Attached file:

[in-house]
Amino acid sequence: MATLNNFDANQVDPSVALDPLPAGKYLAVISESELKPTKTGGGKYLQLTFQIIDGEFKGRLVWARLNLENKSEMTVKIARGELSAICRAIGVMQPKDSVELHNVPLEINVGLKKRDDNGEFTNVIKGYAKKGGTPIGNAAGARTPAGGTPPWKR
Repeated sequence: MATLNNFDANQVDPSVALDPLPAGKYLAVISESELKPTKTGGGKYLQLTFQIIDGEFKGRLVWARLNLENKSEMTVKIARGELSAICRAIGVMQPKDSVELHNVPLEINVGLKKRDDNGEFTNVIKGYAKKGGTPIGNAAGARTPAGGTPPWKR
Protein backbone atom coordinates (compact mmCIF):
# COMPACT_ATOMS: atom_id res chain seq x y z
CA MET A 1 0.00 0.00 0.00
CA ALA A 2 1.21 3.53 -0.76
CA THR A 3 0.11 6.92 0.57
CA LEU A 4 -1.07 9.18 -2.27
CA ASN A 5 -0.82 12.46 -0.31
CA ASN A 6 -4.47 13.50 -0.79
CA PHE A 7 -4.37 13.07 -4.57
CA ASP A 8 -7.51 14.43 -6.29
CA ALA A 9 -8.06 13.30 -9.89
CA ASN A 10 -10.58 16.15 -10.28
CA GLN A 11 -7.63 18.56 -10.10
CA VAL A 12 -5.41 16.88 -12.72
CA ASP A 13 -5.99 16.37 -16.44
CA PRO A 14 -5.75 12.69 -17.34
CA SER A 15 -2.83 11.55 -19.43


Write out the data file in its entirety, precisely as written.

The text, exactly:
[in-house]
Amino acid sequence: MATLNNFDANQVDPSVALDPLPAGKYLAVISESELKPTKTGGGKYLQLTFQIIDGEFKGRLVWARLNLENKSEMTVKIARGELSAICRAIGVMQPKDSVELHNVPLEINVGLKKRDDNGEFTNVIKGYAKKGGTPIGNAAGARTPAGGTPPWKR
Repeated sequence: MATLNNFDANQVDPSVALDPLPAGKYLAVISESELKPTKTGGGKYLQLTFQIIDGEFKGRLVWARLNLENKSEMTVKIARGELSAICRAIGVMQPKDSVELHNVPLEINVGLKKRDDNGEFTNVIKGYAKKGGTPIGNAAGARTPAGGTPPWKR
Protein backbone atom coordinates (compact mmCIF):
# COMPACT_ATOMS: atom_id res chain seq x y z
CA MET A 1 0.00 0.00 0.00
CA ALA A 2 1.21 3.53 -0.76
CA THR A 3 0.11 6.92 0.57
CA LEU A 4 -1.07 9.18 -2.27
CA ASN A 5 -0.82 12.46 -0.31
CA ASN A 6 -4.47 13.50 -0.79
CA PHE A 7 -4.37 13.07 -4.57
CA ASP A 8 -7.51 14.43 -6.29
CA ALA A 9 -8.06 13.30 -9.89
CA ASN A 10 -10.58 16.15 -10.28
CA GLN A 11 -7.63 18.56 -10.10
CA VAL A 12 -5.41 16.88 -12.72
CA ASP A 13 -5.99 16.37 -16.44
CA PRO A 14 -5.75 12.69 -17.34
CA SER A 15 -2.83 11.55 -19.43